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Old August 9th, 2008, 04:26 PM   #1
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c-stand versus regular stand

When do you use a c-stand versus a regular lighting stand? Having looked at the specs, and the prices (c-stands seem generally simpler in construction but more expensive) it's not immediately obvious why c-stands are used. I appreciate being able to put them closer together, and being able to get them into a corner...what else am I missing?

I was comparing the ones from Arri/Manfrotto...for instance the "standard" Master Stand versus, say, the 30 or 40 inch c-stand.

I have pretty much saved up my wages enough to invest in a basic lighting kit, enough for interviews and carefully augmenting practicals and daylight, and I need to hold these up off the floor for best effect, in my humble opinion.

Thanks in advance.
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Old August 9th, 2008, 04:43 PM   #2
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I use C-stands mostly for holding flags, but on occasion for a light when I need to extend a boom out kind of far. For example, you can use a double arm and place the light directly behind a person for a backlight and keep the C-stand out of the frame. You have to weight it down with sandbags, of course, when doing this. They're also handy if you us heavier fluorescent lights, such as Lowel's Caselights. The Caselights come with small stands that fold up into the cases, very handy but not very sturdy and the lights don't tilt much. So you can mount one on a C-stand and angle it better. I also use a C-stand with a mic fishpole holder.
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Old August 9th, 2008, 06:14 PM   #3
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I think the main difference is that traditional light stands are designed for portability by way of folding for transport and typically try to keep their weight down as much as possible consistent with rigidity.

C-stands are designed primarily for durability. Every C-stand I own weights at least three times as much as any light stand I own. And I bet they last more than three times as long - all other things being equal.

Hauling C-stands out to a location can be a pain.

Working in the studio with light stands can equally be a pain since they're easier to knock over and require more prep and dress to be secure.

Different design focus.
Different strengths.

YMMV
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Old August 9th, 2008, 07:25 PM   #4
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C Stands can be taller than most regular stands (unless you got a shorter C stand) and they have a different style of leg so you can put a taller C Stand into a smaller floor space than some regular stands so I use them as needed for both lights and flags. I don't use regular stands with arms very often but I use C stands with arms consistently. Adding a few c Stands to a kit with regular stands can give your lighting quite a bit of extra flexibility.
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Old August 11th, 2008, 10:10 PM   #5
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What makes the most sense is the strength-in-terms-of-durability angle. That would account for the extra weight, despite not being rated to hold heavier loads. And maybe that extra weight, if most of it is in the base, accounts for greater inherent stability- as the only other factor really is area of the base, which if generally smaller, is less suited to off-centre loads.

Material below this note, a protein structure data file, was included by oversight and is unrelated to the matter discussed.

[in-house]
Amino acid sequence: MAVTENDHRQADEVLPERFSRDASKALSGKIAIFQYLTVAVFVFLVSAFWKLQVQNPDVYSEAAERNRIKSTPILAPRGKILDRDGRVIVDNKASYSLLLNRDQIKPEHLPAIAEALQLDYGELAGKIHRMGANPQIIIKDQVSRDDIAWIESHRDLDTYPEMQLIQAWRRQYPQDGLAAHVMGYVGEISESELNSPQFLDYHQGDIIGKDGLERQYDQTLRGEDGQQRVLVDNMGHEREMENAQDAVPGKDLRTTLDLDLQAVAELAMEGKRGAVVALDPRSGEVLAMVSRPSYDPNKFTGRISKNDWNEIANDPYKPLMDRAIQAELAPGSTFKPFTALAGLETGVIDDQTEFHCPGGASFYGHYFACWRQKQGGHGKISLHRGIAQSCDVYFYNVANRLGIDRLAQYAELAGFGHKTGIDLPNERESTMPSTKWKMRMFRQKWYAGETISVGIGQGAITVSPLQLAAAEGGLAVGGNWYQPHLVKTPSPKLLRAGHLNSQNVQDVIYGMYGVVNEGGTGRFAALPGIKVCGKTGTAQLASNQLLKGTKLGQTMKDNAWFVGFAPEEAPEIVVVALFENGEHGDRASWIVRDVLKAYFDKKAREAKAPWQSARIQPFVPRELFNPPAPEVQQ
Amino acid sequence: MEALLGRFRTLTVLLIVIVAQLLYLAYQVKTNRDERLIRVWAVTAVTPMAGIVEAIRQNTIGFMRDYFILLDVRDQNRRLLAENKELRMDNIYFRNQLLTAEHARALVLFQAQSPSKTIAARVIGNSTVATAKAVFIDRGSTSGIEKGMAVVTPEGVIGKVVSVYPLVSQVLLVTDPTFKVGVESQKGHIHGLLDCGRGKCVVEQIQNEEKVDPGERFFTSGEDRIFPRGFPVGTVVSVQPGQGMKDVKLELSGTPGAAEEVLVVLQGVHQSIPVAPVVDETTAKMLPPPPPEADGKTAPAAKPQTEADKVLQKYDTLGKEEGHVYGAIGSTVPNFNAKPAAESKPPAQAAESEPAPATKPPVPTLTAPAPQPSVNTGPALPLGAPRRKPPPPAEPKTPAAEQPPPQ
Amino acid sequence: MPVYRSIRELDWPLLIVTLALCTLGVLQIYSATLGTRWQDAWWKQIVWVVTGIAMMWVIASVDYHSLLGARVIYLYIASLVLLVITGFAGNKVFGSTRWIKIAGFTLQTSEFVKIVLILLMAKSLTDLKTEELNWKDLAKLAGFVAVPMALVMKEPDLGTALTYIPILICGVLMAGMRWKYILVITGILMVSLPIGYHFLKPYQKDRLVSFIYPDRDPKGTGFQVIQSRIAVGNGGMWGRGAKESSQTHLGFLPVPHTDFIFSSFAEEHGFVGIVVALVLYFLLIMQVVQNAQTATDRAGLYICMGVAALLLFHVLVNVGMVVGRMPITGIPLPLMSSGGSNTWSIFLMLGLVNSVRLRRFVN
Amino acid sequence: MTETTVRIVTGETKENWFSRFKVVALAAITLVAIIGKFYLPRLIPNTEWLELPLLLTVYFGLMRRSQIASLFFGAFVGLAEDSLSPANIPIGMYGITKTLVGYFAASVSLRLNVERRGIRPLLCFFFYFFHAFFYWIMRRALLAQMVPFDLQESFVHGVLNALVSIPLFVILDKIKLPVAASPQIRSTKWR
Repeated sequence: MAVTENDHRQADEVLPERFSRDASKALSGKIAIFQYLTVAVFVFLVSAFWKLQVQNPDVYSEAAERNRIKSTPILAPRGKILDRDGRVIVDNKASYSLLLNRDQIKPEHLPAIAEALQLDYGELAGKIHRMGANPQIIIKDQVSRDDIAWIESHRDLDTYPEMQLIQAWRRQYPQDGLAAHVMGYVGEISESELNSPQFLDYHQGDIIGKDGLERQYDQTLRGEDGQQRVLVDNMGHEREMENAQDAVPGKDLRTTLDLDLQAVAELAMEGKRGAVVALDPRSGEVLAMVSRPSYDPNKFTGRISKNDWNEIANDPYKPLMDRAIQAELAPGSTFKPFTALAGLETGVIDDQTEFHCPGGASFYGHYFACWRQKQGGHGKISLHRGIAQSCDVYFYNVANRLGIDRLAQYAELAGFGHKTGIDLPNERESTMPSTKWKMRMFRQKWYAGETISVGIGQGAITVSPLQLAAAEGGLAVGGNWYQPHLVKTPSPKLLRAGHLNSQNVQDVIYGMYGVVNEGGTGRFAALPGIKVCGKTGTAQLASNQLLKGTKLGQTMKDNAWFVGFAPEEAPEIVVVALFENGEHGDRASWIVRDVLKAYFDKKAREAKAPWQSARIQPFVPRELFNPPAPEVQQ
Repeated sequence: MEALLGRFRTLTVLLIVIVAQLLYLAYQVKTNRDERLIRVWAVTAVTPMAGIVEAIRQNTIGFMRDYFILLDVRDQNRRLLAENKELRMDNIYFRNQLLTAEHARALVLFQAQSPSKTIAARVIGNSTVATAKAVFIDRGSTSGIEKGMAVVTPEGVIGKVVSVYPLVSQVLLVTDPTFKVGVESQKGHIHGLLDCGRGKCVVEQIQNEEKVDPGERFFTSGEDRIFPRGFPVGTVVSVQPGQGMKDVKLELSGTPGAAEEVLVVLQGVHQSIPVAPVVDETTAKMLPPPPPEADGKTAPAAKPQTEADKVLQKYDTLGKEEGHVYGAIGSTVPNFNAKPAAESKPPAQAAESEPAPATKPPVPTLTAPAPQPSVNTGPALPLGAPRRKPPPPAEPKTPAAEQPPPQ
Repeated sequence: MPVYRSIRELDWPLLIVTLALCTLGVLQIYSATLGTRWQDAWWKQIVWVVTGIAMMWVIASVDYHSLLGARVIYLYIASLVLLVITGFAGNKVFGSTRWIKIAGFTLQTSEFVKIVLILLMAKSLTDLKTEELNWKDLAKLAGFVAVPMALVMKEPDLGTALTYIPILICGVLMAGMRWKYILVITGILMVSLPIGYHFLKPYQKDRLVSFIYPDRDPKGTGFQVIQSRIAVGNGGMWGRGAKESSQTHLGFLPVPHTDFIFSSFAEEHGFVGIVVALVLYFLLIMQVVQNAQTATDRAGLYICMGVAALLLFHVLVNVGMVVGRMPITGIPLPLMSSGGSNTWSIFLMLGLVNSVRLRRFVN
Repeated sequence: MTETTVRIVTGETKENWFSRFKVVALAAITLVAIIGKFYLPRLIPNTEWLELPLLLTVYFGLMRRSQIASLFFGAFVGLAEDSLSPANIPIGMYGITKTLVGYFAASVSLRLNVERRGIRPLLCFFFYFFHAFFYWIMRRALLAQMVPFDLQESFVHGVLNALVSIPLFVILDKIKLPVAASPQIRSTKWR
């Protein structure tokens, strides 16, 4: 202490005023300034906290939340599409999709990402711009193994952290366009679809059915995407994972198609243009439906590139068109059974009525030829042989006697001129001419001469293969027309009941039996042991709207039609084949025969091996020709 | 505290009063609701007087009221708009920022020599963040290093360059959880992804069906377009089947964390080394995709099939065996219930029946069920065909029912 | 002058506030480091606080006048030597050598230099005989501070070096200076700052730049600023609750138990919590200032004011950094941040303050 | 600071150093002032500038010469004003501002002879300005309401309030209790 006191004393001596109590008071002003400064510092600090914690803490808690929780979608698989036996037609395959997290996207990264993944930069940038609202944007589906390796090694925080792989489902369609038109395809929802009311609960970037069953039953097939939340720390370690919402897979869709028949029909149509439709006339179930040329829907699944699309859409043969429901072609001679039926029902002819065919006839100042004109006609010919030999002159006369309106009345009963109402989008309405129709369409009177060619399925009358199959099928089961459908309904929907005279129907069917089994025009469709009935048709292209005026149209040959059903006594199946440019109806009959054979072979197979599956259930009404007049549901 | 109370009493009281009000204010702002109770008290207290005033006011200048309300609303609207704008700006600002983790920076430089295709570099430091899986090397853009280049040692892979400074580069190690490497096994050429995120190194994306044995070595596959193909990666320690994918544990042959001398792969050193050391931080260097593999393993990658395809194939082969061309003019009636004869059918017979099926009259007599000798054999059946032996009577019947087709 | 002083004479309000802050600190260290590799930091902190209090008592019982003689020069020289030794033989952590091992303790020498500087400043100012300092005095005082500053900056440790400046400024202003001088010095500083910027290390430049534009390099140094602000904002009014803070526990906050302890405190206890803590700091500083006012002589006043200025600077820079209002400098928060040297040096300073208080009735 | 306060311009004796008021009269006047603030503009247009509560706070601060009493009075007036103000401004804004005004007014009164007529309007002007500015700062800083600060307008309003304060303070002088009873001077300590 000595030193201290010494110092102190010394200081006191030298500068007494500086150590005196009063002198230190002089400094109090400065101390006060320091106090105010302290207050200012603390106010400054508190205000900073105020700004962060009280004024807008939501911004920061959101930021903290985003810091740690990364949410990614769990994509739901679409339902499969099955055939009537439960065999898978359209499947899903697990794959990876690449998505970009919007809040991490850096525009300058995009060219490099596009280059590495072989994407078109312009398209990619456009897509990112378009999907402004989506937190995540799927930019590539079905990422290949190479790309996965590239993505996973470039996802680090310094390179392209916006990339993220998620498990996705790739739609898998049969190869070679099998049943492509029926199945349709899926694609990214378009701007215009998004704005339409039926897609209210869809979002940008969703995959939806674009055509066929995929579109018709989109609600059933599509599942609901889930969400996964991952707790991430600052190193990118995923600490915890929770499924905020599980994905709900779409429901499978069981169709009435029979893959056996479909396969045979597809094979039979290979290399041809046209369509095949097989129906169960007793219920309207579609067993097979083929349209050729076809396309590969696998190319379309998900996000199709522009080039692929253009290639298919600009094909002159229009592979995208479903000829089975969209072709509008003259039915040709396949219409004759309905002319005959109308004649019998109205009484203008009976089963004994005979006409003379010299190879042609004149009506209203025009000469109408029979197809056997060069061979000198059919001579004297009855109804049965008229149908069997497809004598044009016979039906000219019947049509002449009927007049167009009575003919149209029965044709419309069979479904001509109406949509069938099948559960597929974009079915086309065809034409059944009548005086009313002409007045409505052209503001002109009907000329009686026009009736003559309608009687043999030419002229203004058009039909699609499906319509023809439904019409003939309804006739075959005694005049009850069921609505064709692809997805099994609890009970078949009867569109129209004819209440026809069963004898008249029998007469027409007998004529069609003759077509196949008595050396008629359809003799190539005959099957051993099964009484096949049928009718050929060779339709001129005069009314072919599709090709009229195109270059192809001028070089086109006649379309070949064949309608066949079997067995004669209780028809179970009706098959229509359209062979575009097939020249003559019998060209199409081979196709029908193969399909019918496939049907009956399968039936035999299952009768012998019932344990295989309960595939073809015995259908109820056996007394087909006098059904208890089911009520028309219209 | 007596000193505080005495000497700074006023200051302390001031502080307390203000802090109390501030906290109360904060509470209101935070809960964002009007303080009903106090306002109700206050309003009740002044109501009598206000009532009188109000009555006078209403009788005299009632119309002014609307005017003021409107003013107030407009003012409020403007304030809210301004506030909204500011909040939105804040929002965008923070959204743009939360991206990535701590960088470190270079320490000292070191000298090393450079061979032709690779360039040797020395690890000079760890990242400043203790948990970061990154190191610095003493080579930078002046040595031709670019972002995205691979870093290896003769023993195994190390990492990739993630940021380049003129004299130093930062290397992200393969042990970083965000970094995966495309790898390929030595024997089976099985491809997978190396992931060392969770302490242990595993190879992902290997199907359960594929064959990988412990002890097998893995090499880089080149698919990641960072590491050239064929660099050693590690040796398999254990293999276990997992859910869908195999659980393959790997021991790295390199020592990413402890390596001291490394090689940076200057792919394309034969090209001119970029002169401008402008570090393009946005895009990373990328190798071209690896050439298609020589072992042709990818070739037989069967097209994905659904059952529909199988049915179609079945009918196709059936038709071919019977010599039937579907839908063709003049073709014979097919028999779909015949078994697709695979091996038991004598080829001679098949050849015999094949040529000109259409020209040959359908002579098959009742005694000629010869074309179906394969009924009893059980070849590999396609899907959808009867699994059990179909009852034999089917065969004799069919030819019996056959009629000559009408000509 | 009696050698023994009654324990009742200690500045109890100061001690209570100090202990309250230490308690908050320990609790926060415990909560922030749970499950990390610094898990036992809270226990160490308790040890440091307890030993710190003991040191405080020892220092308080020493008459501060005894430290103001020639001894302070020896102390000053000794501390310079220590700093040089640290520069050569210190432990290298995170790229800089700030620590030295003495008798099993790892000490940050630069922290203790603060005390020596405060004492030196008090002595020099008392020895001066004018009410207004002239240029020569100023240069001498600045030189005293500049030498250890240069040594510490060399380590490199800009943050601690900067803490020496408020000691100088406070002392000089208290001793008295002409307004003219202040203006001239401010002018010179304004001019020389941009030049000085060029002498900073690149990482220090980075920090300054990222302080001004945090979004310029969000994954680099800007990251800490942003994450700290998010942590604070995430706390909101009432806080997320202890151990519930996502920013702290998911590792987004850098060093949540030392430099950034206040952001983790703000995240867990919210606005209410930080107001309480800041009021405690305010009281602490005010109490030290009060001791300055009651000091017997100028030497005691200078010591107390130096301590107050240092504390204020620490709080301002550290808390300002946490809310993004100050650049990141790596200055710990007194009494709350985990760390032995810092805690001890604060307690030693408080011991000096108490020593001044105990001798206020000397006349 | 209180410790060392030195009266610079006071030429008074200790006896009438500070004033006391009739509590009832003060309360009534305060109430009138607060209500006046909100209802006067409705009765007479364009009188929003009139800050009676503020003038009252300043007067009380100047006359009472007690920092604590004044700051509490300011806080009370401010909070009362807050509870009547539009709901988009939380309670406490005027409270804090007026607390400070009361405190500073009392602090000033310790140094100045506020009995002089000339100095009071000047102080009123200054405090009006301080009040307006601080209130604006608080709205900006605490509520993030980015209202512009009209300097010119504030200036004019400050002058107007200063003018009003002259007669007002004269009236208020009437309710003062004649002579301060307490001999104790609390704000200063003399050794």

Hmmm. Sounds like they might be more trouble than worth it in the field. Especially if it is literally a field.

Thanks chaps.
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Old August 11th, 2008, 10:30 PM   #6
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C stands are heavier but also sturdier. They can hold more when properly sand bagged. But the reason they were designed like they are with a low leg, medium leg and a high leg is so that you can nest the stands closer together without having the same issues of legs tangling together like the more common light stands. For example, you can have a stand with a low leg under a medium leg on another stand and that stand can be under a high leg on another stand.
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Old August 12th, 2008, 07:04 AM   #7
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C stands are great, they're used for more complex productions both on location (including fields) and in the studio. However,they're not really intended to be used on small crewed documentaries filming basic interviews. They really come into their own when you're doing work which demands more control than using a basic lighting kit.

You can use a master stand (sandbagged) with the arm from a C stand, which works well for the odd flag etc. However, once the forest starts to grow, the C stands really start to come into their own because of all the features people have mentioned.
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Old August 12th, 2008, 09:53 AM   #8
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I actually prefer C stands even for interviews because they are easier to fit into smaller spaces that the typical tripod light stands and are also easier to secure in situations where a stand might be walked into. They are a pain to move to location due to weight. Once there, however, they're worth it.
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Old August 12th, 2008, 01:20 PM   #9
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I was trying to do a comparison, and perhaps that ended up being unfair to the c-stands.

I picked the Arri/Manfrotto Master stand (LS.3) versus the 40" Century Stand (LA.2005.A).

I picked them as roughly similar based on the heights. The Master Stand (MS) goes from 109cm to 385cm, the C-stand (CS) from 134cm to 328cm. So the MS would seem to have the advantage here in terms of range. Maximum load for the MS is 9kg versus 10kg for the CS. The circular area occupied by the base of the MS is 109cm in diameter- for the CS it is 95cm.